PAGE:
On 14-16 June in “Skënderbeu” square, Prishtina, 665 people visited the exhibition “Break the silence: Ending violence behind walls”, hosted by the Kosovo Women’s Network (KWN).
Symbolically this exhibition portrayed a labyrinth, resembling a home where domestic violence occurs. Stories and statistics about violence hung in frames on the walls. Through multimedia and interactive materials, visitors heard real stories of women and men who have suffered domestic violence in Kosovo.
An estimated 68% of Kosovar women have experienced domestic violence in their lifetimes, according to a 2014 national household survey by KWN. The harrowing stories and statistics within these walls affected those who had the courage to walk inside the labyrinth.
“When you were inside those walls, it was very hot and suffocating, but interestingly, once you walked out there was a fresh breeze of hope,” observed Reyes Charle Cuellar, Gender Adviser at the European Union in Kosovo.
Upon exiting from behind the walls, visitors found a host of institutions, the “retaining walls” available to provide support to persons who have suffered violence. These walls displayed the roles and responsibilities of institutions that deal with domestic violence, as well as where to report concerns if institutions do not carry out their responsibilities appropriately.
Visitors expressed their appreciation for providing access to such important information.
“Thank you very much for what you have done because these stories are my stories,” a woman told KWN, accompanied by her teenage daughter. “I just received legal aid, and my case is at court, but now I know which institutions to go to if I do not see justice, such as the Ombudsperson Institution. We have photographed every sign [of institutions], so I have this information in the future if I need it.”
The exhibition sought to encourage people to break the silence behind walls, and to seek support from institutions when violence occurs.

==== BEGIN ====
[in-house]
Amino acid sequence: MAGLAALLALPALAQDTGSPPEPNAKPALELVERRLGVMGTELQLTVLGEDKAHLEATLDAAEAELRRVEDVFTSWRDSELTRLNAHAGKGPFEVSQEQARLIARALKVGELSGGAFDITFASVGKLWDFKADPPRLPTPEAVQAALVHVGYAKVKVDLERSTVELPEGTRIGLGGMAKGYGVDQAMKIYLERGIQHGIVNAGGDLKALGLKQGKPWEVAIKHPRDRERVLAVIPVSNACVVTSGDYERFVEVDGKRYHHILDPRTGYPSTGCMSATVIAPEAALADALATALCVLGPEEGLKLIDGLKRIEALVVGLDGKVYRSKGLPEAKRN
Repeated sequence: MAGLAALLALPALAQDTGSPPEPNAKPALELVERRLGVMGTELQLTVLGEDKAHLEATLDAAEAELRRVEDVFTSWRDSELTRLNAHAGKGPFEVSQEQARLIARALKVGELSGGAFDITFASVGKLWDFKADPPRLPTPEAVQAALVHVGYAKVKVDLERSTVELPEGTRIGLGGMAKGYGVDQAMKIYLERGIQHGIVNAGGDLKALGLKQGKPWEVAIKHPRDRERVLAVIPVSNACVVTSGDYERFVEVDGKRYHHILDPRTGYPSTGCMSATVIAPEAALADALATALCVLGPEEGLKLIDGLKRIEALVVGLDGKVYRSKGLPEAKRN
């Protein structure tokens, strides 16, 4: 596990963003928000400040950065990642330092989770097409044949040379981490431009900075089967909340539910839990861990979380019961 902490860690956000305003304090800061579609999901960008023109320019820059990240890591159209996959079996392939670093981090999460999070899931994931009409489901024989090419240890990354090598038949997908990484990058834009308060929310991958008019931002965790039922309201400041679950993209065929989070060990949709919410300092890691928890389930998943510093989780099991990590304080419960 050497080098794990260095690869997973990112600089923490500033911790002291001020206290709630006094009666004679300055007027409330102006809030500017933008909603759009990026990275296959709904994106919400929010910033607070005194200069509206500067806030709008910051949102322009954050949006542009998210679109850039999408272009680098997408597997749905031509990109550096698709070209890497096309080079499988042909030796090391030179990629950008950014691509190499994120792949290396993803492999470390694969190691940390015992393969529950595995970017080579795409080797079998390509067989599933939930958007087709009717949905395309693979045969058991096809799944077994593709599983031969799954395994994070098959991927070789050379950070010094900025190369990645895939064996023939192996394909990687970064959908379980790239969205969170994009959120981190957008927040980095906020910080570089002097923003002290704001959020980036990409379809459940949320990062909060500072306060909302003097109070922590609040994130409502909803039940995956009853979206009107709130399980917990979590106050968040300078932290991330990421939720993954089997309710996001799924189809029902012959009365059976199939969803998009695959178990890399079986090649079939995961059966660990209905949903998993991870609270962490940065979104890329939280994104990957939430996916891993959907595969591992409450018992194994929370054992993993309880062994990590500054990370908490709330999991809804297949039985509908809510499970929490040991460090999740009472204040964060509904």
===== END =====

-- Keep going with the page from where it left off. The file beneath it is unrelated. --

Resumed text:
“Domestic violence is not a private matter,” said Igballe Rogova, KWN Executive Director, emphasizing society’s role in addressing it. “Domestic violence is a public matter and citizens must be active,” she said.
Gunther Zimmer, ADA Head of Office said that fighting domestic violence is an important priority for the Austrian government and that ADA has successfully cooperated with KWN to fight this phenomenon in Kosovo since 2012.
“We have seen important changes, such as the approval of the National Strategy for Protection from Domestic Violence, and finally the inclusion of domestic violence as a specific offence in the Criminal Code of Kosovo”, he said.
Vlora Nushi, Head of Office at UN Women; Hilmi Jashari, the Ombudsperson of Kosovo; and Deputy Minister of Justice Naim Qelaj, the National Coordinator against Domestic Violence also provided remarks at the grand opening. Several representatives of Kosovo institutions participated as well.
The exhibition will be open to visitors in five other municipalities in the upcoming months, specifically in Gjilan, Gjakova, Ferizaj, Peja and Mitrovica. It will also visit other municipalities in the future.
This exhibition was supported by the European Union (EU) through UN Women (#EVAW), the Austrian Development Agency (ADA), TOML, Night Design, and several volunteers and businesses.
For more pictures of the exhibition click HERE.
In THIS interview, Adelina Berisha, Advocacy and Research Coordinator on Gender Based Violence at KWN, explained the exhibition in more detail (available in Albanian only).